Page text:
In 1969, both Gil and Valeso were arrested, on what charge no one knows. It came as part of a larger crackdown, which essentially spelt the end  for the Tropicalia party.  The pair was jailed for a few months and then deported to London, were they continued their careers, their spirits still freaky.

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Os Mutantes’ songs were never as overtly political as Valeso’s or Gil’s, but they still had their share of trouble from the regime. They were threatened a number of times and had to go into hiding. In the face of hostility from the  government, as well as from the pop industry, the band continued to play what they liked.

And what they liked was everything.  The Beatles were always there, lending a classiness to the proceedings, a pop polish, but they likewise reveled in reproducing  the crasser components of American rock, ever the pop tricksters; clowns at a perpetual carnival.

They may have been cosmopolitan and clever but that didn’t stop them drunkenly blasting through Baiao rhythms when they wanted to. They  even dabbled with musique concrete, starting one song with forty-five seconds of singing birds. The eldest Baptista brother, an electrical wizard, built all the Mutantes’ instruments and equipment. He created effects of overwhelming strangeness,  sounds that still strike you with their freshness.

And that’s the best thing about Os Mutantes. Despite being drenched in the sunshine and pot fumes of 60s pop, some of it sounds so modern it defies belief. Os Mutantes were well ahead of their time, prefiguring the sampleaholic tendencies of the 90s by thirty years and creating a great collage  with whatever the hell type of music they fancied.

They were never pompous, never dull. They rocked hard but still kept a wry eye on their efforts, questioning their relationship as Brazilians to these foreign sounds. This lends an edge to this music,  familiar to modern ears, but  missing from most 60s rock which even at its most libertarian and debauched, still sound remained relatively innocent.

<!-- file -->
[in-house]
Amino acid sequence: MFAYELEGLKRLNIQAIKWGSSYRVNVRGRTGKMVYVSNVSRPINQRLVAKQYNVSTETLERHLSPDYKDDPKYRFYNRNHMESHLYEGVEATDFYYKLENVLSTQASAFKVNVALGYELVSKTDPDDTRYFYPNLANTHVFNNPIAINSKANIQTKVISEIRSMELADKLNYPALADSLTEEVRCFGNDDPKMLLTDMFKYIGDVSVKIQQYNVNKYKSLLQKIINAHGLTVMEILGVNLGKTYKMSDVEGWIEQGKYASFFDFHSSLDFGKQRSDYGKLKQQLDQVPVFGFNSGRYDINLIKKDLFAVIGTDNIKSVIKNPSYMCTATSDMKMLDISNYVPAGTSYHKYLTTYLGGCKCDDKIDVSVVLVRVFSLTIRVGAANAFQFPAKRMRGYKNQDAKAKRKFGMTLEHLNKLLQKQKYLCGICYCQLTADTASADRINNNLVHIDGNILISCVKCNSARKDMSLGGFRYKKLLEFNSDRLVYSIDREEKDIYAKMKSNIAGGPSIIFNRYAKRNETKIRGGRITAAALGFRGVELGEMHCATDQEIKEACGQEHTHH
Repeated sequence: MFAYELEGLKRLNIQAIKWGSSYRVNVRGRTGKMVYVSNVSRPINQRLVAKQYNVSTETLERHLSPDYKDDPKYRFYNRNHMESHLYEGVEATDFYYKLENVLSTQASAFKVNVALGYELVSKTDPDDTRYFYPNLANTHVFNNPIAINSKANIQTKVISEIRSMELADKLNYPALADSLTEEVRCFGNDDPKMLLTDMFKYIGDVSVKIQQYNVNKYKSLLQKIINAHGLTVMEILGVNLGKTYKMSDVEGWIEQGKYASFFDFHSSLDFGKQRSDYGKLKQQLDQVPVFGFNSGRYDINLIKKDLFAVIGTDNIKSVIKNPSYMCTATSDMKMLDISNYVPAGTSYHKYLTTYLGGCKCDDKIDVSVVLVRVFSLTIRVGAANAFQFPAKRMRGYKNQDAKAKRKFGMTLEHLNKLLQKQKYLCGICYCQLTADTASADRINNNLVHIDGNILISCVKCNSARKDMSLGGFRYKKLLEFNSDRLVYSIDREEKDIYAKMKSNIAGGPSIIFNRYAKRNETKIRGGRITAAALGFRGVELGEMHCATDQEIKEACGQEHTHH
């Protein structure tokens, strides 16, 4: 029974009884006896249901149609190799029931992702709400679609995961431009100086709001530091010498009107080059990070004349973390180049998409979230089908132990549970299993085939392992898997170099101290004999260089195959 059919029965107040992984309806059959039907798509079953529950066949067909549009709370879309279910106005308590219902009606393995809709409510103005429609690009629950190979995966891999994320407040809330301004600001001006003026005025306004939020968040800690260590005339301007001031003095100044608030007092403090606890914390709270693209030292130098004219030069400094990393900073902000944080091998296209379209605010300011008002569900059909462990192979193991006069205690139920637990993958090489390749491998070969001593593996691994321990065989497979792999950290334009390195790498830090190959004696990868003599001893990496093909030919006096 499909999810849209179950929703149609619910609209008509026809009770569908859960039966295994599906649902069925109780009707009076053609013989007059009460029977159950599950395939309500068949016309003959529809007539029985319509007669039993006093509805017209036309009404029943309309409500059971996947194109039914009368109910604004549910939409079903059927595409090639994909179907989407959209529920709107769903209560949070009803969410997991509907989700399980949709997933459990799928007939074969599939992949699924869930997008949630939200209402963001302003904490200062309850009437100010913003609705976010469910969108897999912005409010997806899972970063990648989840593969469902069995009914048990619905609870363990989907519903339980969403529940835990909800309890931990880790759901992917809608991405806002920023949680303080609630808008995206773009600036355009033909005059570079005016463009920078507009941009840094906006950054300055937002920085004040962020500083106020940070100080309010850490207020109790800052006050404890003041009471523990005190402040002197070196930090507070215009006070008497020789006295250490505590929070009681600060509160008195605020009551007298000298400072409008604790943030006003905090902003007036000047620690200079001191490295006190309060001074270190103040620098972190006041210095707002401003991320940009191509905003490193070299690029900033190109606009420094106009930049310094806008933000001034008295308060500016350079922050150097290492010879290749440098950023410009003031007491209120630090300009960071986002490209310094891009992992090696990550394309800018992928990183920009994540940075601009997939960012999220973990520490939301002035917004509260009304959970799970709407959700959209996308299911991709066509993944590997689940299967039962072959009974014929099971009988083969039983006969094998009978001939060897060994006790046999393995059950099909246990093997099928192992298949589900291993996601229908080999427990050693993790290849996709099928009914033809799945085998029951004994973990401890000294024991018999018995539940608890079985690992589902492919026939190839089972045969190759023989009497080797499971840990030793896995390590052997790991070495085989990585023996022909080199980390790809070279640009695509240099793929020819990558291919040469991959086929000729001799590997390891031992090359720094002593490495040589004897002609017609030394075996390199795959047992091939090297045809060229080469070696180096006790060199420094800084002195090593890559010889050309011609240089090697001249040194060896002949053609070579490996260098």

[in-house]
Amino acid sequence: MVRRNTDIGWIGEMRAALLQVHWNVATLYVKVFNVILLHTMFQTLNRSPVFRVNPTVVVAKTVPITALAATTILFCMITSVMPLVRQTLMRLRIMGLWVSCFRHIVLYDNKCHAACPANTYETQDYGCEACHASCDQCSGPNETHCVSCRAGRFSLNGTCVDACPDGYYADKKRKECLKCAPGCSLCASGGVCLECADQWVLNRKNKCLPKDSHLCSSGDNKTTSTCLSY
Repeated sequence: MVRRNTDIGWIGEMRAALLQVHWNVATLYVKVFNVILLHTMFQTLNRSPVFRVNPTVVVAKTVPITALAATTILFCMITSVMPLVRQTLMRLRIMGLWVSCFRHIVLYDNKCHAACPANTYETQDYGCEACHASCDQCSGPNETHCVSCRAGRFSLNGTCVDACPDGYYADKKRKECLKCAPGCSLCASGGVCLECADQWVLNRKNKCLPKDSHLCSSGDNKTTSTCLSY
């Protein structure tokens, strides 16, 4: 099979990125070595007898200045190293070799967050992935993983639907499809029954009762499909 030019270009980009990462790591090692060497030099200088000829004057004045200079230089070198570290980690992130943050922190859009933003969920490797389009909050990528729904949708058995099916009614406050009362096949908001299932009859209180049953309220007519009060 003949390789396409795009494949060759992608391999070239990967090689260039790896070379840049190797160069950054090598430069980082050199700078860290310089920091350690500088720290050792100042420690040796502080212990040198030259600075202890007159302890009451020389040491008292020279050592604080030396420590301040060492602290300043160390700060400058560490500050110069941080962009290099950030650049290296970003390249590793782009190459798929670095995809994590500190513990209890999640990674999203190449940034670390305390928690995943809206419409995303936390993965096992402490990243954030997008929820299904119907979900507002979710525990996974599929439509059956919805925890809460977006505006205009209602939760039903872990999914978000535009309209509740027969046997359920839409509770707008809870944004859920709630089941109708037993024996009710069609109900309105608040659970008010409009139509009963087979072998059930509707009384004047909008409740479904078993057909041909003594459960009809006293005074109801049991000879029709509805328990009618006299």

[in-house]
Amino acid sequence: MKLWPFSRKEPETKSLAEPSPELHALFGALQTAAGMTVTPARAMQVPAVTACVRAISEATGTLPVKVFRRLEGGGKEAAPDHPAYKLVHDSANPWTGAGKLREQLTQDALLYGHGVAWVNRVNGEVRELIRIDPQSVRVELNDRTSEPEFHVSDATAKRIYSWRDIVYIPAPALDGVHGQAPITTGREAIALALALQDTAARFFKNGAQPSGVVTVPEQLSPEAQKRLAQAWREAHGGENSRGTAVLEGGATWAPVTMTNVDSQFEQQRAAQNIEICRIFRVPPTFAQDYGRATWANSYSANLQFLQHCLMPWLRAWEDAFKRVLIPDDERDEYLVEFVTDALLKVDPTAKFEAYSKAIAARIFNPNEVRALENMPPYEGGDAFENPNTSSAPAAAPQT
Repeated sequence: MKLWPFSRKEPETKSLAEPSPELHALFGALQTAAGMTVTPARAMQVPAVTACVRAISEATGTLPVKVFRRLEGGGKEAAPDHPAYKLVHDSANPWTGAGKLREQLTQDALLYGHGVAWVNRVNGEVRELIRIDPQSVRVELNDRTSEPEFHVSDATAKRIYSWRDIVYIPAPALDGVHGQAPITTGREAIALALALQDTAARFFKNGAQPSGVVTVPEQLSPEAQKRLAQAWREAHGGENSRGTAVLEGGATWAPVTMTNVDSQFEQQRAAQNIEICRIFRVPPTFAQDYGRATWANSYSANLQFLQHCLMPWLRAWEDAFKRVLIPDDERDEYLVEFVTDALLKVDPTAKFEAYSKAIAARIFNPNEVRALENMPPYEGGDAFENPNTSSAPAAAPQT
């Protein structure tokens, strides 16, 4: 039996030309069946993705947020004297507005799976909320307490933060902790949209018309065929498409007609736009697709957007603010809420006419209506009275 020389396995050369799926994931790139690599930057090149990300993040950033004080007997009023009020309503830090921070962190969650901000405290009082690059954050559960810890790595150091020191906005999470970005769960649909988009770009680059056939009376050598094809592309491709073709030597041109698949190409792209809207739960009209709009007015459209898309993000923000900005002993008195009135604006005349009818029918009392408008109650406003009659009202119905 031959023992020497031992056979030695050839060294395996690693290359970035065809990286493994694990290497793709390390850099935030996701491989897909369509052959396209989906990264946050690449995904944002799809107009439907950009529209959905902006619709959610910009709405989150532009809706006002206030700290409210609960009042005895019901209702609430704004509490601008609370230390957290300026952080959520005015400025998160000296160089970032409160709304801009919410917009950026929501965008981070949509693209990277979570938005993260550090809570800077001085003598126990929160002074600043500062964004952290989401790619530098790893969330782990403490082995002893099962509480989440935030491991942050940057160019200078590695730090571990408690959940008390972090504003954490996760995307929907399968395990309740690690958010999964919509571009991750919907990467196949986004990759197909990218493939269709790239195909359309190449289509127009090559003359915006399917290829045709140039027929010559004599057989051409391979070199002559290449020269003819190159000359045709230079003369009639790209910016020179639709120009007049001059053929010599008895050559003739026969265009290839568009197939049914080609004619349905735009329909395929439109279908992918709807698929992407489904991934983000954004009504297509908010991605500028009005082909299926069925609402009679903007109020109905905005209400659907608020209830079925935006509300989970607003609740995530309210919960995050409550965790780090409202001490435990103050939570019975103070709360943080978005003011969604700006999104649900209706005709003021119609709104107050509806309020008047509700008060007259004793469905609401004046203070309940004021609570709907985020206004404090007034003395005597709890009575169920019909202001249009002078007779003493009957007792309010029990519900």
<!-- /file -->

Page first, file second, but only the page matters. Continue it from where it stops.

Os Mutantes even recorded a genuine pop classic of a song – “A Minha Menina,” guest written and sung on their first album by Brazilian music god, Jorge Ben. It’s awash with fuzzed out guitar and vocal harmonies, taking The Kinks early R&B sound south of the Equator and then partying with it. On a beach. Until dawn. The song was later covered by the Bees and used to sell French cars. Ce la vie.

There was a brief Os Mutantes revival in the 90s, driven by the scarcity of their records, as well as musicians such as Beck, who no doubt responded to their very post-modern approach to music.  David Byrne loved them too, eventually releasing a best of compilation, “Everything Is Possible,” on his Luaka bop label (an essential purchase if you want to know more).

Kurt Cobain was such a fan he begged them to reform so they could open for Nirvana in Brazil. It figures. Nirvana’s music was always half Beatles, half Pistols, combining the innocent 6os sound with a very modern frustration. Os Mutantes also have moments of real darkness among the sunshine, another reason they have aged so well.

Os Mutantes created their own world, a world where they acknowledged their status as a new type of hybrid – a combination of their own culture, and an international one. They also recorded some of the coolest, weirdest, and most smile inducing music of the 60s.

You are now leaving Mutant territory.

Come again soon.

…. Kevin Baker.

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4 comments

  1. Wilzebub · · Reply

    A most informative on a genre of music I never knew existed. Keep up the good work !!

    1. Wilzebub · · Reply

      * piece

    2. Cheers Wilzubub!
      Kevin.

  2. […] like a lot of bands around the world (Os Mutantes in Brazil, and Traffic Sound in Peru, for example) Dara Puspita faced hostility from an […]